When it comes to traditional Idaho Basque sheep wagons, or “karro kampos,” certain rules apply, said Dave Eiguren.
The bed is always along the back wall of the wagon. The stove is on the right when you step inside. A broom hangs on the door’s right side — that’s your left if you’re stepping out. The shelves inside the wagon have wooden lips so dishes and cans don’t tumble onto the floor when the wagon is moving. At the end of the work day, the wagon is parked with its back pointing northwest.
“That’s so the sun hits you in the face and wakes you up first thing in the morning,” said Eiguren, head of Boise’s Karro Kampo Klub.
There’s room for free-form expression amid the rules of the karro kampo — which roughly translates to car camp. Some wagons have rubber wheels. Some have wooden wheels. Some have metal tops, some have canvas. Some are pulled by horses, some are pulled by pickups. But the basic box shape, measuring about 4 feet wide and 11 feet long, has remained standard.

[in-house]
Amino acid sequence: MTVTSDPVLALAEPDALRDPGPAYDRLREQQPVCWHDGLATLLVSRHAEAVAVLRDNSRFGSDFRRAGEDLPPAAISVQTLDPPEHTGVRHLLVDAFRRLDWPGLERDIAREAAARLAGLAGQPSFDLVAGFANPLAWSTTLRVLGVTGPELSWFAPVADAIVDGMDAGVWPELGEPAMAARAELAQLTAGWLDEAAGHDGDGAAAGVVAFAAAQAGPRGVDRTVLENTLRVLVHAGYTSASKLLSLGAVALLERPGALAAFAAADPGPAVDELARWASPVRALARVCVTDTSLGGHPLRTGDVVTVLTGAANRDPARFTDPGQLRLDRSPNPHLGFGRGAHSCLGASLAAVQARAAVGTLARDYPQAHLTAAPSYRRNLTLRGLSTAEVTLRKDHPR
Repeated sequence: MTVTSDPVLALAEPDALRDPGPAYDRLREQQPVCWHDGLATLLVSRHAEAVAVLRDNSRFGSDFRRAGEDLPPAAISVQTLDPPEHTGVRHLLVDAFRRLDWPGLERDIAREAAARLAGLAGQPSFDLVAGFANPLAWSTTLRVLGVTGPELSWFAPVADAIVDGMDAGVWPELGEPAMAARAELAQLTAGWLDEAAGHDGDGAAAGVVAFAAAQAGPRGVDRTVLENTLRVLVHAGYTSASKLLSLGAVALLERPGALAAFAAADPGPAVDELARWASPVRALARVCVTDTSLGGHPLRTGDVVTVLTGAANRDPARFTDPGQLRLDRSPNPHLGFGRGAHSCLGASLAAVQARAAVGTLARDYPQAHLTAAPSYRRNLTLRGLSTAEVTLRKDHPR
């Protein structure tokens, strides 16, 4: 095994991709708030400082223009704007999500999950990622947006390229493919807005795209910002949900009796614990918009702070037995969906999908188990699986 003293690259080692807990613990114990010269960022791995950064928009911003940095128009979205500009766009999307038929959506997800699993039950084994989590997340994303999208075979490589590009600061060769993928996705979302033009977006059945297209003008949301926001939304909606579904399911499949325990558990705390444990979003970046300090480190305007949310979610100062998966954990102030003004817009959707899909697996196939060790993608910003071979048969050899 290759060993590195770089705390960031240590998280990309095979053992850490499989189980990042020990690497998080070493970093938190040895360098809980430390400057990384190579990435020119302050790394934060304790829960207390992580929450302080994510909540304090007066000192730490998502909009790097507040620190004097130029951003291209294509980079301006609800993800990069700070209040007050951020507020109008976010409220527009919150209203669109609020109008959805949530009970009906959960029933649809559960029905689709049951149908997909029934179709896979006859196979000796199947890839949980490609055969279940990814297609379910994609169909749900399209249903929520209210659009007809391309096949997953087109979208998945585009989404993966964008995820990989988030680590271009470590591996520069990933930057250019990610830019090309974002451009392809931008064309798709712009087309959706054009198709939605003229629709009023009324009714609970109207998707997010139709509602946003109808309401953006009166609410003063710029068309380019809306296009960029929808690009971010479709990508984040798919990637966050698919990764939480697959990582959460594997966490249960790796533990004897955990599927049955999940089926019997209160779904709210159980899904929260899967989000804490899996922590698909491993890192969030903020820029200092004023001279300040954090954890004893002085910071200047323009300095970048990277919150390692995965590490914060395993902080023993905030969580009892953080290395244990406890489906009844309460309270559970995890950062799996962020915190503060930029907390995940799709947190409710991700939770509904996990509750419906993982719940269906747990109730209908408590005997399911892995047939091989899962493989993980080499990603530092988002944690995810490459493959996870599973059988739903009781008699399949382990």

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So, too, has the efficiency and design akin to that of a small ship. That’s fitting, since Basques were known as legendary seafarers. Storage cabinets open from the outside of the wagon to load supplies. They open from inside the wagon as well. No need to go outside in the cold to unload. Wagons comfortably fit three or four people. But sheep herders always kept five plates, said Eiguren. Out on the range, someone inevitably brought along an extra guest to dinner.
No one knows why the rules exist, he said. By now they’re tradition.
Eiguren’s father, as well as the father of his wife, Jeannie Aldape Eiguren, herded sheep after coming to the U.S., Dave’s father in Oregon, Jeannie’s father across the Boise Front. Like so many other Basque immigrants, the Eiguren families left the herding business long ago. Both of their fathers went off to World War II and chose other professions when they got home. But herding and its trappings, including sheep wagons, remain deep in the hearts of Idaho Basques, said Eiguren.
AN AMERICAN ORIGINAL
The Basque sheep wagon, he said, is an iconic invention of the American West. Besides that, people just love to look at them.